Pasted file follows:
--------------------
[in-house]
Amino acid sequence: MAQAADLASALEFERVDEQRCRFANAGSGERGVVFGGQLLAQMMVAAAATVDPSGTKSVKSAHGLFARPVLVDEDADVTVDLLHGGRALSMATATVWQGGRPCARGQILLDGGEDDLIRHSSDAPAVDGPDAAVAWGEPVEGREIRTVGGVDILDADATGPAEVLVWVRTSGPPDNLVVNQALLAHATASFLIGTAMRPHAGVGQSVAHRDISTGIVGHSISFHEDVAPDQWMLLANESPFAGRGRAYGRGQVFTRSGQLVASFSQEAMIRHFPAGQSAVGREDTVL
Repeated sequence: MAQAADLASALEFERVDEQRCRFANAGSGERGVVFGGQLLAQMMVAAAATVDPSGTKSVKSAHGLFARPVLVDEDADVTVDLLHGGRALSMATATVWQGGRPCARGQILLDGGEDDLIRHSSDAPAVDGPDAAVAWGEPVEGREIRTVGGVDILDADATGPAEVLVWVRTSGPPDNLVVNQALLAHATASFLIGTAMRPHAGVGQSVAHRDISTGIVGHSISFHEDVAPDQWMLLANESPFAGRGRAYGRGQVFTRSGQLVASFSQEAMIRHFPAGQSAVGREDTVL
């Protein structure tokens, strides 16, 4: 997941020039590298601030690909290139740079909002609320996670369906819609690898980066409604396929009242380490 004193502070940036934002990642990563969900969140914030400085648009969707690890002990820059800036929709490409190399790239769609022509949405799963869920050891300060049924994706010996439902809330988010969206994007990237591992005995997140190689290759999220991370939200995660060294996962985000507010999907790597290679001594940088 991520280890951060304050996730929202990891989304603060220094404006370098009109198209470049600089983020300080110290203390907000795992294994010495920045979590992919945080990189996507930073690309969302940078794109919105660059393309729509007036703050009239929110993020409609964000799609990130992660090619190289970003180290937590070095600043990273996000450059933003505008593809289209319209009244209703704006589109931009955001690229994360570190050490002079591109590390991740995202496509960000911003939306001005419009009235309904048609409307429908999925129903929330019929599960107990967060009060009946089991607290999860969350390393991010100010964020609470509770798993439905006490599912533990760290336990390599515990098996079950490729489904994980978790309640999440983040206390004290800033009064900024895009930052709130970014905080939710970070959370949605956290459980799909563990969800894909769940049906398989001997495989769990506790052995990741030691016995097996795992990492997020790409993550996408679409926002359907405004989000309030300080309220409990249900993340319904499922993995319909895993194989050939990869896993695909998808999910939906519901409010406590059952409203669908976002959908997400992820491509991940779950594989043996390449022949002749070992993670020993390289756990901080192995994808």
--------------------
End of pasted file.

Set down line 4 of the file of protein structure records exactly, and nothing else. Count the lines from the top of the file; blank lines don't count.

């Protein structure tokens, strides 16, 4: 997941020039590298601030690909290139740079909002609320996670369906819609690898980066409604396929009242380490 004193502070940036934002990642990563969900969140914030400085648009969707690890002990820059800036929709490409190399790239769609022509949405799963869920050891300060049924994706010996439902809330988010969206994007990237591992005995997140190689290759999220991370939200995660060294996962985000507010999907790597290679001594940088 991520280890951060304050996730929202990891989304603060220094404006370098009109198209470049600089983020300080110290203390907000795992294994010495920045979590992919945080990189996507930073690309969302940078794109919105660059393309729509007036703050009239929110993020409609964000799609990130992660090619190289970003180290937590070095600043990273996000450059933003505008593809289209319209009244209703704006589109931009955001690229994360570190050490002079591109590390991740995202496509960000911003939306001005419009009235309904048609409307429908999925129903929330019929599960107990967060009060009946089991607290999860969350390393991010100010964020609470509770798993439905006490599912533990760290336990390599515990098996079950490729489904994980978790309640999440983040206390004290800033009064900024895009930052709130970014905080939710970070959370949605956290459980799909563990969800894909769940049906398989001997495989769990506790052995990741030691016995097996795992990492997020790409993550996408679409926002359907405004989000309030300080309220409990249900993340319904499922993995319909895993194989050939990869896993695909998808999910939906519901409010406590059952409203669908976002959908997400992820491509991940779950594989043996390449022949002749070992993670020993390289756990901080192995994808």